Prior to the Declaration of War against the states and the people by the federal government in 1933 when they amended the Trading with the Enemy Act of 1917 to include all Americans as "enemies", thereby authorizing the federal government to nationalize the monetary system in the US (Section 5b of the 'Act' of 1917 'as amended' March, 1933,
In fact there were 5 totally separate and distinct currencies in circulation up until that time.
#1 Federal Reserve Notes
This is the one you are most familar with and the one we have now.
Back then, this was introduced as a competing private currency guaranteed by the US government and issued under charter - as it is today. Except that today, the currency system has been nationalized and socialized. There is only one charter that can issue currency... the Fed. All other private currencies along with "lawful money" as defined in the constitution has been outlawed under the "continuing states of emergency" (see the 1973 WPA and Senate Report 93-549, 1973) declared in 1933.
#2 National Currency
National currency was currency issued by private national charter banks. All the big banks issued their own currency against their deposits. Naturally 'deposits' at that time were "lawful" currency. In other words, gold and silver or notes that could be redeemed in gold and silver. That said, other than the fact that the bank did have to be chartered as a national bank and that the currency itself had to conform to certain standards, this currency was private.
Interestingly, the Federal Reserve Note was also considered National Currency issued from a private chartered bank. Why? Because it was (at that time). Please see what the note was "secured" by as stated on the face of the bill. Government bonds, as opposed to "lawful money" that all other private banks had to use to secure its private money.
#3 United States Notes
United States Notes were issued by the United States Government itself out of the Treasury of the United States (which is NOT the US Department of the Treasury!) The Treasury of the United States is a lawful entity authorized by the Constitution.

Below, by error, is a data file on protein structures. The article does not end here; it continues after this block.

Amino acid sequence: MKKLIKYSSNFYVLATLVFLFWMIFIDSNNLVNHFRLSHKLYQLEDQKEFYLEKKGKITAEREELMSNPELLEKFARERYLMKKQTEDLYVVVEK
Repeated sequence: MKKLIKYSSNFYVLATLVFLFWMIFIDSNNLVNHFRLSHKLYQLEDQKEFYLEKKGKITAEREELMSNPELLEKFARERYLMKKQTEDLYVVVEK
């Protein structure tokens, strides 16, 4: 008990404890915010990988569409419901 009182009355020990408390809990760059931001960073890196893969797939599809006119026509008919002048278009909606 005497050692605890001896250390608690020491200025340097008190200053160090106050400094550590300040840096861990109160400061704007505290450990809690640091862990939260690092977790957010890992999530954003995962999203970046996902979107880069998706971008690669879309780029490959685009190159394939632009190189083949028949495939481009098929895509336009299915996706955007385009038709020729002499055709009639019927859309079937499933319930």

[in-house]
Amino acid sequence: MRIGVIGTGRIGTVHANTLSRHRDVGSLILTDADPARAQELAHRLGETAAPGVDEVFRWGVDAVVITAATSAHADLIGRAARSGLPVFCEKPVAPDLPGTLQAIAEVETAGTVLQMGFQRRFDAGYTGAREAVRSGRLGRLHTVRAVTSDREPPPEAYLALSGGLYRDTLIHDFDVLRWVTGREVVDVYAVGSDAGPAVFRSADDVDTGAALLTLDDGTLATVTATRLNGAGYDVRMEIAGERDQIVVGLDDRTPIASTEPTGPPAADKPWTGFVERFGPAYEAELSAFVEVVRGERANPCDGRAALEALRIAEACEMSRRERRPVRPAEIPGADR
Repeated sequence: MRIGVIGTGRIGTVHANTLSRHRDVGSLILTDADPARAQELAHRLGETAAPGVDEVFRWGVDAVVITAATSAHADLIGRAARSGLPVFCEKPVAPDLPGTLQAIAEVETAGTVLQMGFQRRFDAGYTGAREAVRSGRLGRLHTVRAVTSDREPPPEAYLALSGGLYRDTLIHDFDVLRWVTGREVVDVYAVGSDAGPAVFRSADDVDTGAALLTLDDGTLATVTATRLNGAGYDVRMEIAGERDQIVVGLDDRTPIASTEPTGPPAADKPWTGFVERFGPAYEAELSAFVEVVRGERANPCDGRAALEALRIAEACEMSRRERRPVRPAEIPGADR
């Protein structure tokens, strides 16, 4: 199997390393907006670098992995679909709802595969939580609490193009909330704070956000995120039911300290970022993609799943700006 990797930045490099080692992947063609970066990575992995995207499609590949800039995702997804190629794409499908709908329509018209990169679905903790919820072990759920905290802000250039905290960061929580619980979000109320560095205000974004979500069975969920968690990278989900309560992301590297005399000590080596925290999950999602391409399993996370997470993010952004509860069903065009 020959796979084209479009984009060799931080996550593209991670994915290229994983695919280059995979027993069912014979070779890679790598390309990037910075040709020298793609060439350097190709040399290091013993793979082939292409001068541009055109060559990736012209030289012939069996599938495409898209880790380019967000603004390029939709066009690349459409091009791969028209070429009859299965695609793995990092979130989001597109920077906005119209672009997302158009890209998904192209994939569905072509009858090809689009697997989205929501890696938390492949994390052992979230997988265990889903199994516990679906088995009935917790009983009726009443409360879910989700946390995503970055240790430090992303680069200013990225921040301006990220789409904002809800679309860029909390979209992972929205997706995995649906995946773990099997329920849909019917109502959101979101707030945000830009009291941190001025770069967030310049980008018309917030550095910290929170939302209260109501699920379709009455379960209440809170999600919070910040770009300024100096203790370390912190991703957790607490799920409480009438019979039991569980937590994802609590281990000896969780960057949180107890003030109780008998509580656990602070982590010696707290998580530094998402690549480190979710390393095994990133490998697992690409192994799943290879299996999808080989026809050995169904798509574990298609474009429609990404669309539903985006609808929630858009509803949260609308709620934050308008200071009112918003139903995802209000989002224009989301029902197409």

It's important to note that while this was definitely not a "private currency", it was a competing currency and redeemable for "lawful money" as it states on the face of the bill and which is specified in the Constitution as being the required definition of a "dollar".
#4 Silver Certificate
This is a 1923 silver certificate.
While this isn't entirely a "private" solution. It's also not entirely a nationalized or socialized solution such as the Federal Reserve Notes we have today. It's more of a 'service' that the federal government is providing so you don't have to carry around metal. I mean that in all seriousness. The federal government wanted to hold metal no less than you, I or any other bank, for various purposes (such as spending and lending, foreign policy or whatever). They held your silver, but gave it back to you upon demand. Or a bank would because they would take this note in trade.
#5 Gold Certificates
Like the silver certificates above, these are essentially "bearer bonds". I.e. whoever bears the note can redeem it for lawful currency.
If you believe yourself to be a "free marketeer", stop thinking in terms of what "we should do". Stop attempting to impose your ideas of an ideal currency system on others. Merely point out the disadvantages of the nationalized socialized currency system we operate under today. Point out that in the no so distant past the US had a private currency system that worked quite well. And advocate for privatization.
Private currencies DO work. Nationalized socialized currency systems ALWAYS collapse at some point.
(Publisher added: This radio show explains this very well and is one of my favorite shows)